BPCL, Air India privatisation: Govt to go ahead with disinvestment of PSUs despite opposition, protests

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The Centre is firm on its plans to privatise various state-run companies including BPCL and debt-ridden Air India amid opposition from within the Sangh Parivar and protests by various organisations including employees bodies, said news reports.

The Narendra Modi-led government is reportedly going ahead with the disinvestment of public sector units like Air India, Bharat Petroleum Corporation Ltd (BPCL), Container Corporation of India (Concor), and The Shipping Corporation of India (SCI) though there is opposition and criticism from Sangh Parivar affiliates like the Swadeshi Jagaran Manch (SWJ), according to a report in Business Standard.

The Department of Investment and Public Asset Management (DIPAM) reportedly appointed Deloitte as transaction adviser for the sale of BPCL and Concor while J Sagar Associates is the legal adviser for SCI’s disinvestment, said the report.

The Prime Minister’s Office (PMO) has made it clear that apart from THDC, and North Eastern Electric Power Corporation (Neepco), all the other companies up for privatisation this time around are to be sold to private players. The intent is clear, the Cabinet Committee on Economic Affairs has given its approval and we are going ahead with the process,” the report said quoting a top official.

 BPCL, Air India privatisation: Govt to go ahead with disinvestment of PSUs despite opposition, protests

Representational image. Reuters

The SJM, a political and cultural organisation affiliated to the Rashtriya Swayamsevak Sangh (RSS), reportedly raised its voice against the disinvestment policy of the Centre and said that the sale of public sector undertakings (PSUs) is not in the interest of the nation, said a report in Business Today.

In the 14th National Assembly of SJM held in Haridwar recently, the Sangh Parivar affiliate reportedly said that PSUs like Air India and BPCL are essential for the strategic needs of the country and wanted it to be turned around protesting against the government’s plans for their disinvestment, the report said.

The SJM termed the report on PSEs by NITI Aayog as the “handwork of a few consultants — who continue to work on the gameplan of vested interests” — and asked the government to reject the report, said a report in The Asian Age.

The RSS affiliate urged the government to carry out a fresh assessment of the value of the PSUs, the report said.

“The strategic disinvestment of PSEs is not only an imprudent business decision, but is also against the national interest. It not only denies the people of India — the real owners of the PSEs — the fair value of the assets and capital investments, but it also brings in unfair advantage for those who intend to buy. The SJM believes that the government has no business to be in business, but resists the plan to hand over the national assets to corporate houses or multinational corporations (MNCs) at throwaway prices,” the report said, citing the resolution passed at the SJM’s meeting in Hardwar.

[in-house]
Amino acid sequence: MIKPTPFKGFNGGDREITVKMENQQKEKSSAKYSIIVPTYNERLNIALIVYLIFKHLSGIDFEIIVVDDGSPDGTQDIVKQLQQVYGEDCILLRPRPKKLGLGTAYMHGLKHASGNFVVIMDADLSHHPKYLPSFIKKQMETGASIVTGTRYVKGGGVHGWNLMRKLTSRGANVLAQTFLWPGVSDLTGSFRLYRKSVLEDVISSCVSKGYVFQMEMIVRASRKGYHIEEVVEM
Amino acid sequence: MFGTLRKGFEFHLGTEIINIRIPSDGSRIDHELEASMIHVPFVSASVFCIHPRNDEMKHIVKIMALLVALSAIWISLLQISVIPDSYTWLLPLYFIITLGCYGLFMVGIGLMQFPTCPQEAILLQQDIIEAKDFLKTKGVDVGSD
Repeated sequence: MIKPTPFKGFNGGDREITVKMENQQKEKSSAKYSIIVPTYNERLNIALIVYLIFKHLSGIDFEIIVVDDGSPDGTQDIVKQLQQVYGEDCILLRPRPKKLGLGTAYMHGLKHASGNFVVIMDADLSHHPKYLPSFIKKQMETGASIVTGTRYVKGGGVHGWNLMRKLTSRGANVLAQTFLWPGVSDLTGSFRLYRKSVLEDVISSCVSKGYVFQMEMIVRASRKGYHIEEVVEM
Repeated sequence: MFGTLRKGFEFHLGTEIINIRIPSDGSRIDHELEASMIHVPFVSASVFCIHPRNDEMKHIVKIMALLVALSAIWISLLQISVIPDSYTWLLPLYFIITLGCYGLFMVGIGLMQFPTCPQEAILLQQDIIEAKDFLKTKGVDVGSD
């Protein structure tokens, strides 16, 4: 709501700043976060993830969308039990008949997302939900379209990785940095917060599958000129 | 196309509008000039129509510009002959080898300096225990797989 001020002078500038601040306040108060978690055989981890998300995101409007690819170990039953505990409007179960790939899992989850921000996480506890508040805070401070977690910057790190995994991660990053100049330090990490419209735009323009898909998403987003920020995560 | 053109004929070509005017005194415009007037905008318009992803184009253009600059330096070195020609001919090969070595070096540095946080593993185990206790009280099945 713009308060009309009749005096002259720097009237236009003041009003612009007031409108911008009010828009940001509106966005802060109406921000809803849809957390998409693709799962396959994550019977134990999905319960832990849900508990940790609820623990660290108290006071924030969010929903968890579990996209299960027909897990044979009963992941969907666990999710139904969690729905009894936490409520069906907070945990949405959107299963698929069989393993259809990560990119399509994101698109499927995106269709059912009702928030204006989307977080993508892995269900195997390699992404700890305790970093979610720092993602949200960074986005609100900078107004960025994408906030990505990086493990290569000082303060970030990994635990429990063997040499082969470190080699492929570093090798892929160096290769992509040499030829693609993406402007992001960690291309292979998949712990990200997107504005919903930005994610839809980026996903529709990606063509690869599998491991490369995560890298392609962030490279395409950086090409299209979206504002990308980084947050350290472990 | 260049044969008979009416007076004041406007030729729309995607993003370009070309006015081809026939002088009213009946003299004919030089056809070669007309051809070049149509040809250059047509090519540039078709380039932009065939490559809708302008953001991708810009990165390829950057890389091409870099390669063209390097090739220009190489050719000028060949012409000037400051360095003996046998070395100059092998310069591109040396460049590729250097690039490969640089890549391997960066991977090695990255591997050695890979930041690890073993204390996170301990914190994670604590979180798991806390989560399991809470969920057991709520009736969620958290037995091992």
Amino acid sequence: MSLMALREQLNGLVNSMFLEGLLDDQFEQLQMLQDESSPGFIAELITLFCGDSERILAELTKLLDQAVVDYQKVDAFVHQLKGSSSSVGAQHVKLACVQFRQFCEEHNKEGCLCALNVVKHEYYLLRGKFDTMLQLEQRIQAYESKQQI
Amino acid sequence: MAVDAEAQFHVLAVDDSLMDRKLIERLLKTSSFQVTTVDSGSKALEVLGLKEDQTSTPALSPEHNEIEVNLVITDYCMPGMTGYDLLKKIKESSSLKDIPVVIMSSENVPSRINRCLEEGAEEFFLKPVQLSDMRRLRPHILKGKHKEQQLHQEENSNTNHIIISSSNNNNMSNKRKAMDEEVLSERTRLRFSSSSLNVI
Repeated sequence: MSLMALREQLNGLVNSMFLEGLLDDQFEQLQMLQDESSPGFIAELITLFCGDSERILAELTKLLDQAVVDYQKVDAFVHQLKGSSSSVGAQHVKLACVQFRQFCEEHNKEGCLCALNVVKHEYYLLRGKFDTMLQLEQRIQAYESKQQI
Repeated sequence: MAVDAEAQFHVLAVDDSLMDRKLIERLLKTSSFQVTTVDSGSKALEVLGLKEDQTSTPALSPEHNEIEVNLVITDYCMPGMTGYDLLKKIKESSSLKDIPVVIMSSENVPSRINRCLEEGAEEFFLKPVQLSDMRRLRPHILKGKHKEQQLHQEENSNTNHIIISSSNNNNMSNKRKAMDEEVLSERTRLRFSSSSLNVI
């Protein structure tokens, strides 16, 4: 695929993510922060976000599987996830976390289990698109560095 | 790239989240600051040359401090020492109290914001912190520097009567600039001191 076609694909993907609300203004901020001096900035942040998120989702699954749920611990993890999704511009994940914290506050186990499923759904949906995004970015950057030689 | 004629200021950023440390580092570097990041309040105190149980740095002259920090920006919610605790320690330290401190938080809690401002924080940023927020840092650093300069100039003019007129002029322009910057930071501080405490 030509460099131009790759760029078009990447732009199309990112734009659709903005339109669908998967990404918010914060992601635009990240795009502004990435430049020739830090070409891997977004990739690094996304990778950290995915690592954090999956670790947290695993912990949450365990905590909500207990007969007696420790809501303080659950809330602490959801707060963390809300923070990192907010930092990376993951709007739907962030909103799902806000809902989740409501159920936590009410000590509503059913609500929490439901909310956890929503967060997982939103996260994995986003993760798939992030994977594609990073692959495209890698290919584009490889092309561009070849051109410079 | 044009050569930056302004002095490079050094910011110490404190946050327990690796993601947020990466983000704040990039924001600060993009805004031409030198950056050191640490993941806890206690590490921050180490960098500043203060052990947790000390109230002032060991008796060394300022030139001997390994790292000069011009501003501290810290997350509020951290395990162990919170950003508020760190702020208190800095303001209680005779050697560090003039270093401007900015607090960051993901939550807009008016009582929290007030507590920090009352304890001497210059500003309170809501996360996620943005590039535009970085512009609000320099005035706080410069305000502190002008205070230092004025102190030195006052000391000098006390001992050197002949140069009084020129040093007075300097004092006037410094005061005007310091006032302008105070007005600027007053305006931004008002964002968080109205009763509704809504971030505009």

In the move to privatise Air India, the government is moving ahead cautiously after buyers had shown reluctance at its first attempt to divest a majority stake in the national carrier last year, said a report in Mint.

As part of the stake sale, preparation is underway and it will take some time, the report said quoting an official.

“Ground work is very important. The more preparation we do now, the more time we save later. What matters is closing the deal,” the official was quoted as saying in the report.

Fresh bids likely for 100% stake sale in Air India

In October this year, the government said that it was planning to invite preliminary bids for 100 percent stake sale in Air India in November after some entities expressed interest in the national carrier.

The airline is sitting on a debt pile of around Rs 58,000 crore, besides huge accumulated losses running into thousands of crores.

Some entities have already expressed interest in buying Air India, the sources said, adding the Expression of Interest (EoI) document is being given the final touches.

As part of efforts to clean up the balance sheet of Air India, around Rs 30,000 crore of its debt is to be repaid by way of proceeds from the issuance of bonds by its special purpose vehicle, Air India Asset Holding Ltd (AIAHL).

Air India posted operating loss of Rs 4,685 crore in 2018-19 and had total debt of Rs 58,282.92 crore as on 31 March 2019, said government submissions in the Lok Sabha.

Govt eyes Rs 90,000 cr through BPCL disinvestment

Last month, Oil Minister Dharmendra Pradhan had hinted that public sector firms such as Indian Oil Corporation (IOC) may not be allowed to bid for buying government stake in BPCL, for which a buyer may have to shell out as much as Rs 90,000 crore.

At the current trading price of BPCL, the government’s 53.29 percent stake is valued at a shade less than Rs 62,000 crore. On top of this, the acquirer will have to make an open offer to buy an additional 26 percent stake from minority shareholders for about Rs 30,000 crore.

Global energy firms like Saudi Aramco, Rosneft, Kuwait Petroleum, ExxonMobil, Shell, Total SA and Abu Dhabi National Oil Co had held talks with the government for its stake in the public sector oil company.

The government has 53.3 percent stake in the BPCL which the bidders may buy either on their own or through a consortium.

With inputs from agencies

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